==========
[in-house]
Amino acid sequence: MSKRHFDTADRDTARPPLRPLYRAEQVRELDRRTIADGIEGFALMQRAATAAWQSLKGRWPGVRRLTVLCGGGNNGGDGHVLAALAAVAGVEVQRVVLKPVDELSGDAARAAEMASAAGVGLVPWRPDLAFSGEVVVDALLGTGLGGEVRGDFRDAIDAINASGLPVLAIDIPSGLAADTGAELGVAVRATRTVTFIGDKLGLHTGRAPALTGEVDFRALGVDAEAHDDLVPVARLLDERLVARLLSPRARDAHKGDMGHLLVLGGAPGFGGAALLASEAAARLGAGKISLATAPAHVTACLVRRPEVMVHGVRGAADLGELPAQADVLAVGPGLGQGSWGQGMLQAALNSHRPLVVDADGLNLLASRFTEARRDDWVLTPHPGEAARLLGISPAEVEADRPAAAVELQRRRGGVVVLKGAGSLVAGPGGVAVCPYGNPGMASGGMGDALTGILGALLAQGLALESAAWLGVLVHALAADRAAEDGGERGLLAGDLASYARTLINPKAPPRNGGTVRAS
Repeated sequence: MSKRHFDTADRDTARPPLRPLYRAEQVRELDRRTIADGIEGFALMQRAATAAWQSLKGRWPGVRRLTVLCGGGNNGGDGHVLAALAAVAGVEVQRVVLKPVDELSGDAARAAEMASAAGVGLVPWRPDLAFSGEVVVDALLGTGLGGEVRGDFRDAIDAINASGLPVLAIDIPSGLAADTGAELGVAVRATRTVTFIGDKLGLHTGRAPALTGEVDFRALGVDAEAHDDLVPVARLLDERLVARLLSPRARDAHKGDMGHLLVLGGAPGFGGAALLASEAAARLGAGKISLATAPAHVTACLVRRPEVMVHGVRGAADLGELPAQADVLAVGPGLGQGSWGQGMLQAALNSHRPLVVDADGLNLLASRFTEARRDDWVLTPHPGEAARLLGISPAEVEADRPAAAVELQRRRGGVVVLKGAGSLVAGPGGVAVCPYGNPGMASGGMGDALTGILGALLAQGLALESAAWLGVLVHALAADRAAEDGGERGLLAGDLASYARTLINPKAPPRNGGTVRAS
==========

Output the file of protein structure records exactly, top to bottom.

[in-house]
Amino acid sequence: MSKRHFDTADRDTARPPLRPLYRAEQVRELDRRTIADGIEGFALMQRAATAAWQSLKGRWPGVRRLTVLCGGGNNGGDGHVLAALAAVAGVEVQRVVLKPVDELSGDAARAAEMASAAGVGLVPWRPDLAFSGEVVVDALLGTGLGGEVRGDFRDAIDAINASGLPVLAIDIPSGLAADTGAELGVAVRATRTVTFIGDKLGLHTGRAPALTGEVDFRALGVDAEAHDDLVPVARLLDERLVARLLSPRARDAHKGDMGHLLVLGGAPGFGGAALLASEAAARLGAGKISLATAPAHVTACLVRRPEVMVHGVRGAADLGELPAQADVLAVGPGLGQGSWGQGMLQAALNSHRPLVVDADGLNLLASRFTEARRDDWVLTPHPGEAARLLGISPAEVEADRPAAAVELQRRRGGVVVLKGAGSLVAGPGGVAVCPYGNPGMASGGMGDALTGILGALLAQGLALESAAWLGVLVHALAADRAAEDGGERGLLAGDLASYARTLINPKAPPRNGGTVRAS
Repeated sequence: MSKRHFDTADRDTARPPLRPLYRAEQVRELDRRTIADGIEGFALMQRAATAAWQSLKGRWPGVRRLTVLCGGGNNGGDGHVLAALAAVAGVEVQRVVLKPVDELSGDAARAAEMASAAGVGLVPWRPDLAFSGEVVVDALLGTGLGGEVRGDFRDAIDAINASGLPVLAIDIPSGLAADTGAELGVAVRATRTVTFIGDKLGLHTGRAPALTGEVDFRALGVDAEAHDDLVPVARLLDERLVARLLSPRARDAHKGDMGHLLVLGGAPGFGGAALLASEAAARLGAGKISLATAPAHVTACLVRRPEVMVHGVRGAADLGELPAQADVLAVGPGLGQGSWGQGMLQAALNSHRPLVVDADGLNLLASRFTEARRDDWVLTPHPGEAARLLGISPAEVEADRPAAAVELQRRRGGVVVLKGAGSLVAGPGGVAVCPYGNPGMASGGMGDALTGILGALLAQGLALESAAWLGVLVHALAADRAAEDGGERGLLAGDLASYARTLINPKAPPRNGGTVRAS